My approach is to consider the possibility of the stock market dropping 50% below it's long-term median valuation levels, because it's done that before. This gets into a tricky question which is open for debate, what valuation metrics are valid. I look at a variety of metrics (Shiller PE, price-to-sales, price-to-book, market-cap-to-GDP, etc.). There are a bunch more metrics summarized in a table in this article:
https://www.cmgwealth.com/ri/on-my-rada ... r-returns/

The metrics I'm looking at are now about double their long-term medians. A drop to half their long-term medians means a drop of 75% from current levels. So I'm prepared for that (I'm currently at about 30% in stocks).

I'm not advocating that anyone do what I'm doing. Most people probably shouldn't. The only things I advocate are (a) understanding of the various investment choices and their inherent risks, and (b) mutual respect among people who make different choices.

I think you asked an important question. Thanks for asking.
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Re: Greater focus on cash in this environment: opinions?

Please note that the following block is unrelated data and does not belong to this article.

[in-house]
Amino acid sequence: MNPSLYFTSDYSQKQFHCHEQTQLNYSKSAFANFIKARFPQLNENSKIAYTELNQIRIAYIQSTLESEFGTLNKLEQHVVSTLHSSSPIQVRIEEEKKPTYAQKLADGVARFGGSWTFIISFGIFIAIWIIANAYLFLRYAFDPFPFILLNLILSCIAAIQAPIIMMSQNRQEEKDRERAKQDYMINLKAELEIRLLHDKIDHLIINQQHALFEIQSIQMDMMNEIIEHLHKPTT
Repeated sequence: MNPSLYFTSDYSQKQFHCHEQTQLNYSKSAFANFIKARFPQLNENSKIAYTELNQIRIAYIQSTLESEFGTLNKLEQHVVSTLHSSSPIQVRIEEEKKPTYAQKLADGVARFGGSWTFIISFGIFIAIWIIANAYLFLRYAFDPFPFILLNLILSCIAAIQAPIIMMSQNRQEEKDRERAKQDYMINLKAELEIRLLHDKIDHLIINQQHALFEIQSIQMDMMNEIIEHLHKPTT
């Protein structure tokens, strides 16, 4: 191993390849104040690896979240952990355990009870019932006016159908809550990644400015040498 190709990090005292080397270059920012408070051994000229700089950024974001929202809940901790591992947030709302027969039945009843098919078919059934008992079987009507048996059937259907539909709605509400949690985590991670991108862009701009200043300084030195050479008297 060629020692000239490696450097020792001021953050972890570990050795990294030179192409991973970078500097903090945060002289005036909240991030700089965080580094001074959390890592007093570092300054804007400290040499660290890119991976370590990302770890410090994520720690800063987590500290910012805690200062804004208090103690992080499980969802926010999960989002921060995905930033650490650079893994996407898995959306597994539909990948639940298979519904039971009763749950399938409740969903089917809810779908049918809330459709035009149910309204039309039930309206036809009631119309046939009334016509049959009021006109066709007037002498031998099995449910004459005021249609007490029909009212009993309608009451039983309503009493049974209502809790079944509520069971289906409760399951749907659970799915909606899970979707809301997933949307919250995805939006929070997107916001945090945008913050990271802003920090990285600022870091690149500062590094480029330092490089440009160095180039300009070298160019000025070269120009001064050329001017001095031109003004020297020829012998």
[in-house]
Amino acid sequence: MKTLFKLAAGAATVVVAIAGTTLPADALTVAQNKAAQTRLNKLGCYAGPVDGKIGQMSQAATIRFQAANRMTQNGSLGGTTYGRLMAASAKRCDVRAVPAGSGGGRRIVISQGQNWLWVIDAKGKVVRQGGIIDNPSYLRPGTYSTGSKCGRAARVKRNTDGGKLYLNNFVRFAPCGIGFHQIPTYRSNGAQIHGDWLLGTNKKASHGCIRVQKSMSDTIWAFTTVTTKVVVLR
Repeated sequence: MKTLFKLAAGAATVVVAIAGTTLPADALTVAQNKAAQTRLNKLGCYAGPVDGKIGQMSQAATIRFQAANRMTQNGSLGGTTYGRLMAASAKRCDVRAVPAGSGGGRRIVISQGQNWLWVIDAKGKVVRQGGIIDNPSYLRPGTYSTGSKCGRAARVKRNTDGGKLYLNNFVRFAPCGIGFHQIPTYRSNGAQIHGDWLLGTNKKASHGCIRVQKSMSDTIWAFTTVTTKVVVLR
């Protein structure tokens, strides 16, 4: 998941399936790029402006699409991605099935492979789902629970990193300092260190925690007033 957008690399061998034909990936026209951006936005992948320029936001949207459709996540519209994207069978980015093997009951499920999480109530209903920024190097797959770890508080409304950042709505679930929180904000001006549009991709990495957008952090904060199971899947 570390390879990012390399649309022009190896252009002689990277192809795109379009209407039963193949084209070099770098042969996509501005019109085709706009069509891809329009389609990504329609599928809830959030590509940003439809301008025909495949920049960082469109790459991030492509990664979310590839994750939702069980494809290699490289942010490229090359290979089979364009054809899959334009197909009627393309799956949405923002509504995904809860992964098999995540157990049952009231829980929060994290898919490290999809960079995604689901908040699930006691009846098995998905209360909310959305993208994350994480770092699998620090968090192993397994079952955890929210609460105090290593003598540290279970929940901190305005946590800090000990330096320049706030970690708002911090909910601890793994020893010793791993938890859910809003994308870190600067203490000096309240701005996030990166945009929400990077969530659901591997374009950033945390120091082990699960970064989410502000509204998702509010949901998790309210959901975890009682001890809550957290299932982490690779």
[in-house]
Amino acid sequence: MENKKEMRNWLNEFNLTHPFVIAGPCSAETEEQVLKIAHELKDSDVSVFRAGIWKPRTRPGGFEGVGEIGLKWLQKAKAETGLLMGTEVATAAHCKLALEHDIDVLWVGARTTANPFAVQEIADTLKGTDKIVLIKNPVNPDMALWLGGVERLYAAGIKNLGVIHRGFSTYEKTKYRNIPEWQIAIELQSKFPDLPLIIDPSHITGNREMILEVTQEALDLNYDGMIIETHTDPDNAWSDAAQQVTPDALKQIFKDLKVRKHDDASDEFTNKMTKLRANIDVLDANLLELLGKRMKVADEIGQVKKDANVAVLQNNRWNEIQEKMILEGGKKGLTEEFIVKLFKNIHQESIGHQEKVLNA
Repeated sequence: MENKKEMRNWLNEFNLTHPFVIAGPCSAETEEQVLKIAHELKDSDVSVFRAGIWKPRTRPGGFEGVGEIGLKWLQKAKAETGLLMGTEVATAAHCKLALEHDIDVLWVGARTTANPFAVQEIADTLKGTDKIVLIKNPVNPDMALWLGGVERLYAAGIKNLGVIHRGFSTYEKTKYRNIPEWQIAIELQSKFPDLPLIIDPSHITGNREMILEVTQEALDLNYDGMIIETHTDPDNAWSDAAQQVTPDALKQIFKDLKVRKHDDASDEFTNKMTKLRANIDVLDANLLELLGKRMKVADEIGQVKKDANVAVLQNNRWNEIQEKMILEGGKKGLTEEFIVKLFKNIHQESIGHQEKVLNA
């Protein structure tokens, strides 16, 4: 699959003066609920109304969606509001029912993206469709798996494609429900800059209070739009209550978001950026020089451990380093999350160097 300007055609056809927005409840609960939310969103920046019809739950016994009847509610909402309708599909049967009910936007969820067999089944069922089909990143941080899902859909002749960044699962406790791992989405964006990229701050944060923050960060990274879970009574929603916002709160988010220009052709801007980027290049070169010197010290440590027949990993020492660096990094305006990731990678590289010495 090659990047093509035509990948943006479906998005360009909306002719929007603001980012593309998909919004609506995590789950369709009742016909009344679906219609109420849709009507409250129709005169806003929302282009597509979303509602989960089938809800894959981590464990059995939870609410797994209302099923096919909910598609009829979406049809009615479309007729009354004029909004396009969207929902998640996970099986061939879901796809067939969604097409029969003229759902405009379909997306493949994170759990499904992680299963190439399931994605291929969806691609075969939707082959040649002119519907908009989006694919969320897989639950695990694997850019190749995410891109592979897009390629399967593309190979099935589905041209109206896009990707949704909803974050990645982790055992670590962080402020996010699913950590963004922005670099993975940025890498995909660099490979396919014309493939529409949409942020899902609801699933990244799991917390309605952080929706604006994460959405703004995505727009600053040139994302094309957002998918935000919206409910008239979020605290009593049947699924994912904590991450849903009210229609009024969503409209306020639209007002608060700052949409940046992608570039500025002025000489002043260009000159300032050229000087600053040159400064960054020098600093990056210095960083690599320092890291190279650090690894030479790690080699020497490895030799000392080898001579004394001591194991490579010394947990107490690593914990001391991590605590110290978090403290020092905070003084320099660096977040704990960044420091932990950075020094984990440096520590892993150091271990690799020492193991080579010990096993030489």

Post by UpperNwGuy »

I do not hold cash and wait for opportunities. I invest the same amount at the beginning of every month, and I invest in the same set of funds that I always invest it in. Market timing doesn't appeal to me. My IPS says to ignore valuations.
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Re: Greater focus on cash in this environment: opinions?

Post by PVW »

diabelli wrote: Tue Sep 14, 2021 6:25 pm **But here's my question: does deciding to let more cash savings accumulate when valuations are high really deserve to be derided as "timing the market"?

[...]

So instead of defaulting to index investing with all income left over after expenses, with a small allowance for fixed income and cash, what if the standard were instead a default mainly to cash....then to be deployed (and deployed in an aggressive way) only when something were to look appealing or at least more reasonable?
For me, the essence of the Boglehead Philosophy is that you don't know enough to beat the market, so be happy with the average.

There are many methods used to guide investment strategy. As you point out, value investing is one. Another is momentum investing - which would tell you to dump your cash into the market right now.

I have no idea if these approaches are better than the Boglehead method, but it doesn't sound like you do either. Are you willing to guess? What do you win or lose if you don't guess correctly?